Original Schwarz-Jaw Harp - Quality since 1679

Then ...

Ludwig Schwarz, 1902 - 1979

Karl Schwarz, 1937 - 2002

Karl und Ludwig Schwarz
forging a Jaw Harp in the thirties

Now ...

Karl und Maria Schwarz

Michaela und Lisa Schwarz


Our history

In 1679, the Schwarz family in Molln began production of Jaw Harps. "For 13 generations, the company has been in continuous family ownership. By expanding the production assortment, we have been able to consolidate our market position to this day ", emphasizes company boss Karl Schwarz.

The Jaw Harp is considered an ancient folk instrument. Already Celts and Romans used this lovable musical instrument with the strange buzzing tones, which was used as a cult instrument for necromancy, for example, in primitive peoples.
In its original form of bamboo, the Jaw Harp is still widespread in Southeast Asia, Indonesia and Oceania.
The stronghold of the Jaw Harp can be found in the market town of Molln in Upper Austria.

In the 16th and 17th centuries, when the death penalty still existed, a woman named Barbara was to be burned at the stake.
However, the court pardoned all those who invented something that did not exist before. So this Barbara made a buzzing bamboo and wooden piece, from which she could elicit sounds, and awakened by the extraordinary sound the mildness of the judge, who then pardoned her.
Resourceful craftsmen took up this idea and began to produce the Jaw Harp made of iron and steel.
Concretely, the production of the Jaw Harp began in 1679 with the enactment of the Craftsmen's Order for Jaw Harp makers by Steyr. With this year, the history of the Jaw Harp in Upper Austria begins to become tangible. The fact that it was even necessary to seek order in the rule proves that there has been production and lively trade in Molln and the surrounding area for a long time.

In the following centuries, up to 40 masters in their family business with 200 employees produced several million pieces of Jaw Harps annually. The Jaw Harp was not made in workshops, but in the respective rooms.
It was customary for the whole family, including the children, to help and the room became a working and living place at the same time. Up to 36 handles were necessary to make a Jaw Harp, which was made exclusively by hand. There were no machines at the time.
Over time, manufacturing has been steadily streamlined. However, it still takes 12 steps to the finished Jaw Harp and half of these steps are pure handcraft.

As early as the 18th century, 60-70% of Jaw Harps were produced.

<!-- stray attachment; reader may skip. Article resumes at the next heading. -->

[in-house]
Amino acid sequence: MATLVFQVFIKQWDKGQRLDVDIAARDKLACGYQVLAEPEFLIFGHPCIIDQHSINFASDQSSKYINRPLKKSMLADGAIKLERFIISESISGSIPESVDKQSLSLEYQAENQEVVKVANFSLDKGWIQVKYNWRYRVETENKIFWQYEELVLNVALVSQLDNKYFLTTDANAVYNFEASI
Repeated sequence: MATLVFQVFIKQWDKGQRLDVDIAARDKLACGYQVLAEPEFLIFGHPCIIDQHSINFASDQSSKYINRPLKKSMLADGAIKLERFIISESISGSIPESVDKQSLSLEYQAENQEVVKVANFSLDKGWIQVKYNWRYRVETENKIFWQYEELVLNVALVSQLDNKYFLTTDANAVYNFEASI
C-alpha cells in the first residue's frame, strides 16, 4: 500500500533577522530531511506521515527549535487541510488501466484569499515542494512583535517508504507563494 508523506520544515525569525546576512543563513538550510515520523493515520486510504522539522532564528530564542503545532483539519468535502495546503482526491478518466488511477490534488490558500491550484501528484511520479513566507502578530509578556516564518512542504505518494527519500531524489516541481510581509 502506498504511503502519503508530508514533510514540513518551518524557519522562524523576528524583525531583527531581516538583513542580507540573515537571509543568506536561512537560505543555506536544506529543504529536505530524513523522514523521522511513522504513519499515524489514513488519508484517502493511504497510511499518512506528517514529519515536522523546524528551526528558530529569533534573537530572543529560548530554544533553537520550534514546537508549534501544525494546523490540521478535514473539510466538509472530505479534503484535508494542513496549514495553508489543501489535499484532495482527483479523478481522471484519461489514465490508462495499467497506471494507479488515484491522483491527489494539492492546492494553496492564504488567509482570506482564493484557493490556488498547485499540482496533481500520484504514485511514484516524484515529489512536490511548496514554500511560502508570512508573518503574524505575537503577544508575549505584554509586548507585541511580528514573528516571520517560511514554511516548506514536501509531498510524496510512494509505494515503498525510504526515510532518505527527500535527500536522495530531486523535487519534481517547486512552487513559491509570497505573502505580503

In today's "Bummerlhaus" on the town square in Steyr were the so-called "publishers" (today one would say wholesalers). These helped the Jaw Harp makers and distributed the goods across the rivers Enns and Danube and across the Black Sea into the whole world.

According to the stories, at the time all the lads had not only a pocket knife in their trouser pocket, but also a Jaw Harp. They played this with their beloved at the window. The girls could not resist the erotic sound of the Jaw Harp and opened the windows. At that time many single children were born. For this reason, in 1856 the Catholic Church, which had great power, forbade play with the Jaw Harp at the window under the threat of severe punishment. However, this ban lasted only 2 years.

At the end of the 19th century, the importance of the Jaw Harp decreased a bit and today only two families deal with the production of Jaw Harps. Including the company Schwarz from Molln, the last full-time manufacturer. Ludwig Schwarz, the grandfather of the current company owner Karl Schwarz, was the last guild director of this time-honored craftsmanship.
 
Dependence and political events such as wars or civil unrest led to many guild families becoming impoverished. The emergence of newer musical instruments and the rationalization of production methods also caused the abandonment of many former workshops - the Mollner Jaw Harps were made by hand in several family businesses until after the Second World War.

Today, the Schwarz family, as the oldest producing place, produces first-class Jaw Harps and besides tuned bells, okarinas, flexatones and panpipes, exports and values to more than 40 different countries worldwide.
The Jaw Harp is now used in folk and house music as well as in jazz as well as in modern music. That's why Schwarz has specialized in hand-held instruments. These Jaw Harps are hand-turned, fire-blued and provided with a special steel tongue. Similar to the Styrian harmonica, it is sanded or soldered at a certain spot to achieve the pure final mood.
With this method, it is possible to make the whole scale from high to low C including half tones.


The Original Schwarz Jaw Harp is a very mystical and unique-sounding tongue instrument that is loved by both young and old. Bring your Jaw Harp to sound and let it surprise you!

Order your Jaw Harp set here!